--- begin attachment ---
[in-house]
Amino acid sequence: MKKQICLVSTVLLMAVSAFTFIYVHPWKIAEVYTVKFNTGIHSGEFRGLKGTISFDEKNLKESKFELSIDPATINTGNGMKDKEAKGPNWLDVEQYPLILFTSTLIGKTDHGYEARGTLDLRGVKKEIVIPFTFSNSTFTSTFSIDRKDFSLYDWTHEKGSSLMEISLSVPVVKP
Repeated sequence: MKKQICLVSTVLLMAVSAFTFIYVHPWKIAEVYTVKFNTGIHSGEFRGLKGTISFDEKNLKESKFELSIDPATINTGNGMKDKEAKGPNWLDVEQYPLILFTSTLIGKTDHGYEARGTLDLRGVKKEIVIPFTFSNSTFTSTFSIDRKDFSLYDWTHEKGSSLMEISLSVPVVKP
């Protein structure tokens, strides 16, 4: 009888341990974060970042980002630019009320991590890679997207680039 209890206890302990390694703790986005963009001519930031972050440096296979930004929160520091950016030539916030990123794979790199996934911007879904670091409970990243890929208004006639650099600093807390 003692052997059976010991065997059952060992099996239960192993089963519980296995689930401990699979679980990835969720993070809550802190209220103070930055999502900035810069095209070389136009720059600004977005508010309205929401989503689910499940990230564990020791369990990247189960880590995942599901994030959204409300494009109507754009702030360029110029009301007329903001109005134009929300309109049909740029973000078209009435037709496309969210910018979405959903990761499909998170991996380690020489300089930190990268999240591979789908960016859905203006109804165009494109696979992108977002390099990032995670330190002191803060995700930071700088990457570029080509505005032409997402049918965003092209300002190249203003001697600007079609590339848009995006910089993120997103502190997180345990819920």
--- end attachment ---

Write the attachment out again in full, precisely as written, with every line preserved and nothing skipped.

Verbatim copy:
[in-house]
Amino acid sequence: MKKQICLVSTVLLMAVSAFTFIYVHPWKIAEVYTVKFNTGIHSGEFRGLKGTISFDEKNLKESKFELSIDPATINTGNGMKDKEAKGPNWLDVEQYPLILFTSTLIGKTDHGYEARGTLDLRGVKKEIVIPFTFSNSTFTSTFSIDRKDFSLYDWTHEKGSSLMEISLSVPVVKP
Repeated sequence: MKKQICLVSTVLLMAVSAFTFIYVHPWKIAEVYTVKFNTGIHSGEFRGLKGTISFDEKNLKESKFELSIDPATINTGNGMKDKEAKGPNWLDVEQYPLILFTSTLIGKTDHGYEARGTLDLRGVKKEIVIPFTFSNSTFTSTFSIDRKDFSLYDWTHEKGSSLMEISLSVPVVKP
């Protein structure tokens, strides 16, 4: 009888341990974060970042980002630019009320991590890679997207680039 209890206890302990390694703790986005963009001519930031972050440096296979930004929160520091950016030539916030990123794979790199996934911007879904670091409970990243890929208004006639650099600093807390 003692052997059976010991065997059952060992099996239960192993089963519980296995689930401990699979679980990835969720993070809550802190209220103070930055999502900035810069095209070389136009720059600004977005508010309205929401989503689910499940990230564990020791369990990247189960880590995942599901994030959204409300494009109507754009702030360029110029009301007329903001109005134009929300309109049909740029973000078209009435037709496309969210910018979405959903990761499909998170991996380690020489300089930190990268999240591979789908960016859905203006109804165009494109696979992108977002390099990032995670330190002191803060995700930071700088990457570029080509505005032409997402049918965003092209300002190249203003001697600007079609590339848009995006910089993120997103502190997180345990819920």